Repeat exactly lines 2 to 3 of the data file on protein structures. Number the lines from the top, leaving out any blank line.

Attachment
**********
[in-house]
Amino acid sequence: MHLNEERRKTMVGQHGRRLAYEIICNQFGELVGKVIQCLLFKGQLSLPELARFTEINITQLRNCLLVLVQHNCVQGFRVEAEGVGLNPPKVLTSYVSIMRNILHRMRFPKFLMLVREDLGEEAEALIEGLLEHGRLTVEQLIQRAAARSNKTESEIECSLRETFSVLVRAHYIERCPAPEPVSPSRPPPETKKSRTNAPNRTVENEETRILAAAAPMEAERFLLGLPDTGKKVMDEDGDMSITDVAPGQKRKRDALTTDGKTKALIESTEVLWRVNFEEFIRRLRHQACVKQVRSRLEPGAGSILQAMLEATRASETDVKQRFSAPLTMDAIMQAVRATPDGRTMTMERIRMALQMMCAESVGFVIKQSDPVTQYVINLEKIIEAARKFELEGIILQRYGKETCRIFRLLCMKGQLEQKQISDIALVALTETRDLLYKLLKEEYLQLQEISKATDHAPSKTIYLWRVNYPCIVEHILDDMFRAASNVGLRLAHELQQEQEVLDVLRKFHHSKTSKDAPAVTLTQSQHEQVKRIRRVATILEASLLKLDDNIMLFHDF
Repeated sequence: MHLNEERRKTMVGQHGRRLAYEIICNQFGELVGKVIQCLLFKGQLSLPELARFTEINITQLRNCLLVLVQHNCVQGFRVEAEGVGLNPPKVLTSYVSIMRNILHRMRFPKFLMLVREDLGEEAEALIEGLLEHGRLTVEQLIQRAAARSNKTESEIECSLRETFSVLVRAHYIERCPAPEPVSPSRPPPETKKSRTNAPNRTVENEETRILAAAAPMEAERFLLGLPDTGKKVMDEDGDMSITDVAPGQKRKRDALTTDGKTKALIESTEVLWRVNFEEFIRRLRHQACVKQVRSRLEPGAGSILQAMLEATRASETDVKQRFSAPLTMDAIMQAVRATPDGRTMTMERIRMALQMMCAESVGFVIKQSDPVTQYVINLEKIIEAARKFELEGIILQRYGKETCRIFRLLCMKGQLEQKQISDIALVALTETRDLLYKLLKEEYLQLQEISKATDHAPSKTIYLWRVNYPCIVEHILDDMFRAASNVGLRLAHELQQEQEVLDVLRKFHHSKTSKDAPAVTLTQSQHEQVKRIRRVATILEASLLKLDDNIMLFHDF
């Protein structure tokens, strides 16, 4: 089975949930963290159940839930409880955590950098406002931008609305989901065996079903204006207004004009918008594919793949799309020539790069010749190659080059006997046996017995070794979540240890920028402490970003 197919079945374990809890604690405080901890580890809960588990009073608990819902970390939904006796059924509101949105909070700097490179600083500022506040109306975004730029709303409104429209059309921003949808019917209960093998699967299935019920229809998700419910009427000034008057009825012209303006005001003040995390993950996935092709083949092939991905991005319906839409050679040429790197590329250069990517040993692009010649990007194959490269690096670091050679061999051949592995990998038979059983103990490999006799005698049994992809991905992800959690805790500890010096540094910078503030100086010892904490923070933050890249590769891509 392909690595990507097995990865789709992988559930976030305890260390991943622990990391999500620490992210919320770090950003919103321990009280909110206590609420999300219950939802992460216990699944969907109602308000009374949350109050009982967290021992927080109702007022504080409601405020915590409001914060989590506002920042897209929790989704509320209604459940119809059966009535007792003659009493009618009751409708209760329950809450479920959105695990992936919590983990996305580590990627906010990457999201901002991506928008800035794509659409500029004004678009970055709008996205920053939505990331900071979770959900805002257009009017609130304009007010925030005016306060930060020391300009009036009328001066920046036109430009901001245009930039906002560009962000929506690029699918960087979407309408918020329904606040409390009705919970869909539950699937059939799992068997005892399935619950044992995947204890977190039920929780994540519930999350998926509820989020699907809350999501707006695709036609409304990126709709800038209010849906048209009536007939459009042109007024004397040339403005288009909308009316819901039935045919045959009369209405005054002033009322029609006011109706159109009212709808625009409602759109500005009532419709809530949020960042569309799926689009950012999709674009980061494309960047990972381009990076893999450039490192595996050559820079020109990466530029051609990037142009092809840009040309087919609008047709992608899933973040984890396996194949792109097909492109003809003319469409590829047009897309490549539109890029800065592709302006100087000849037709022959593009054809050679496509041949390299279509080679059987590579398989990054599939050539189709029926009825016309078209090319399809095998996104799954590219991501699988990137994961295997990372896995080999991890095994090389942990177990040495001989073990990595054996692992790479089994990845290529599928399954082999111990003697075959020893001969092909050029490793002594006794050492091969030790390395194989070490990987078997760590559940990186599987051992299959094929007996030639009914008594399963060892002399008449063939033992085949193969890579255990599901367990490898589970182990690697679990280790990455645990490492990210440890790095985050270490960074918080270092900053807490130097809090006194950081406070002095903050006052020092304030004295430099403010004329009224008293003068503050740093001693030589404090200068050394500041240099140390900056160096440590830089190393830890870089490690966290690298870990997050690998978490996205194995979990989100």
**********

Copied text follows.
Amino acid sequence: MHLNEERRKTMVGQHGRRLAYEIICNQFGELVGKVIQCLLFKGQLSLPELARFTEINITQLRNCLLVLVQHNCVQGFRVEAEGVGLNPPKVLTSYVSIMRNILHRMRFPKFLMLVREDLGEEAEALIEGLLEHGRLTVEQLIQRAAARSNKTESEIECSLRETFSVLVRAHYIERCPAPEPVSPSRPPPETKKSRTNAPNRTVENEETRILAAAAPMEAERFLLGLPDTGKKVMDEDGDMSITDVAPGQKRKRDALTTDGKTKALIESTEVLWRVNFEEFIRRLRHQACVKQVRSRLEPGAGSILQAMLEATRASETDVKQRFSAPLTMDAIMQAVRATPDGRTMTMERIRMALQMMCAESVGFVIKQSDPVTQYVINLEKIIEAARKFELEGIILQRYGKETCRIFRLLCMKGQLEQKQISDIALVALTETRDLLYKLLKEEYLQLQEISKATDHAPSKTIYLWRVNYPCIVEHILDDMFRAASNVGLRLAHELQQEQEVLDVLRKFHHSKTSKDAPAVTLTQSQHEQVKRIRRVATILEASLLKLDDNIMLFHDF
Repeated sequence: MHLNEERRKTMVGQHGRRLAYEIICNQFGELVGKVIQCLLFKGQLSLPELARFTEINITQLRNCLLVLVQHNCVQGFRVEAEGVGLNPPKVLTSYVSIMRNILHRMRFPKFLMLVREDLGEEAEALIEGLLEHGRLTVEQLIQRAAARSNKTESEIECSLRETFSVLVRAHYIERCPAPEPVSPSRPPPETKKSRTNAPNRTVENEETRILAAAAPMEAERFLLGLPDTGKKVMDEDGDMSITDVAPGQKRKRDALTTDGKTKALIESTEVLWRVNFEEFIRRLRHQACVKQVRSRLEPGAGSILQAMLEATRASETDVKQRFSAPLTMDAIMQAVRATPDGRTMTMERIRMALQMMCAESVGFVIKQSDPVTQYVINLEKIIEAARKFELEGIILQRYGKETCRIFRLLCMKGQLEQKQISDIALVALTETRDLLYKLLKEEYLQLQEISKATDHAPSKTIYLWRVNYPCIVEHILDDMFRAASNVGLRLAHELQQEQEVLDVLRKFHHSKTSKDAPAVTLTQSQHEQVKRIRRVATILEASLLKLDDNIMLFHDF